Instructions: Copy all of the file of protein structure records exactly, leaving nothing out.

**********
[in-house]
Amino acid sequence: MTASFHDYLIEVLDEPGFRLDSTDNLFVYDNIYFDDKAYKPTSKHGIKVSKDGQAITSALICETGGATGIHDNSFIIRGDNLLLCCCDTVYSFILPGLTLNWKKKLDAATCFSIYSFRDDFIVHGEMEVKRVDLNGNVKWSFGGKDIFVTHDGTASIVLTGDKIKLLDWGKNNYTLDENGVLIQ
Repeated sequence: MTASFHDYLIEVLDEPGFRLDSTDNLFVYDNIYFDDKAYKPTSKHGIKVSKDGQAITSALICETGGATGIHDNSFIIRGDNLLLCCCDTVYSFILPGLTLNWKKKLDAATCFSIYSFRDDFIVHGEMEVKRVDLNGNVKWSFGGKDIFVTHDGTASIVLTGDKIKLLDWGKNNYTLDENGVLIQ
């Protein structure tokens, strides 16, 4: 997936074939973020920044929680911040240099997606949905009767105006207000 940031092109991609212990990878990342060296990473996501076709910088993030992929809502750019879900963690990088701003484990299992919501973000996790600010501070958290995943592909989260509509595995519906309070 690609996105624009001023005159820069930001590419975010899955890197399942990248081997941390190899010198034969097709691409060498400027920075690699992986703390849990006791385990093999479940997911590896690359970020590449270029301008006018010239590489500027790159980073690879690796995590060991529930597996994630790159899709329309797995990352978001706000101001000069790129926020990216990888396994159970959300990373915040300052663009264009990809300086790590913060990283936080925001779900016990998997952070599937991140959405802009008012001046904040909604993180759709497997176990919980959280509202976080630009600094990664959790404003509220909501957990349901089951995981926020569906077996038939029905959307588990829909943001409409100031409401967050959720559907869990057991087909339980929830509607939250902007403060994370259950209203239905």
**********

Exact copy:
[in-house]
Amino acid sequence: MTASFHDYLIEVLDEPGFRLDSTDNLFVYDNIYFDDKAYKPTSKHGIKVSKDGQAITSALICETGGATGIHDNSFIIRGDNLLLCCCDTVYSFILPGLTLNWKKKLDAATCFSIYSFRDDFIVHGEMEVKRVDLNGNVKWSFGGKDIFVTHDGTASIVLTGDKIKLLDWGKNNYTLDENGVLIQ
Repeated sequence: MTASFHDYLIEVLDEPGFRLDSTDNLFVYDNIYFDDKAYKPTSKHGIKVSKDGQAITSALICETGGATGIHDNSFIIRGDNLLLCCCDTVYSFILPGLTLNWKKKLDAATCFSIYSFRDDFIVHGEMEVKRVDLNGNVKWSFGGKDIFVTHDGTASIVLTGDKIKLLDWGKNNYTLDENGVLIQ
């Protein structure tokens, strides 16, 4: 997936074939973020920044929680911040240099997606949905009767105006207000 940031092109991609212990990878990342060296990473996501076709910088993030992929809502750019879900963690990088701003484990299992919501973000996790600010501070958290995943592909989260509509595995519906309070 690609996105624009001023005159820069930001590419975010899955890197399942990248081997941390190899010198034969097709691409060498400027920075690699992986703390849990006791385990093999479940997911590896690359970020590449270029301008006018010239590489500027790159980073690879690796995590060991529930597996994630790159899709329309797995990352978001706000101001000069790129926020990216990888396994159970959300990373915040300052663009264009990809300086790590913060990283936080925001779900016990998997952070599937991140959405802009008012001046904040909604993180759709497997176990919980959280509202976080630009600094990664959790404003509220909501957990349901089951995981926020569906077996038939029905959307588990829909943001409409100031409401967050959720559907869990057991087909339980929830509607939250902007403060994370259950209203239905």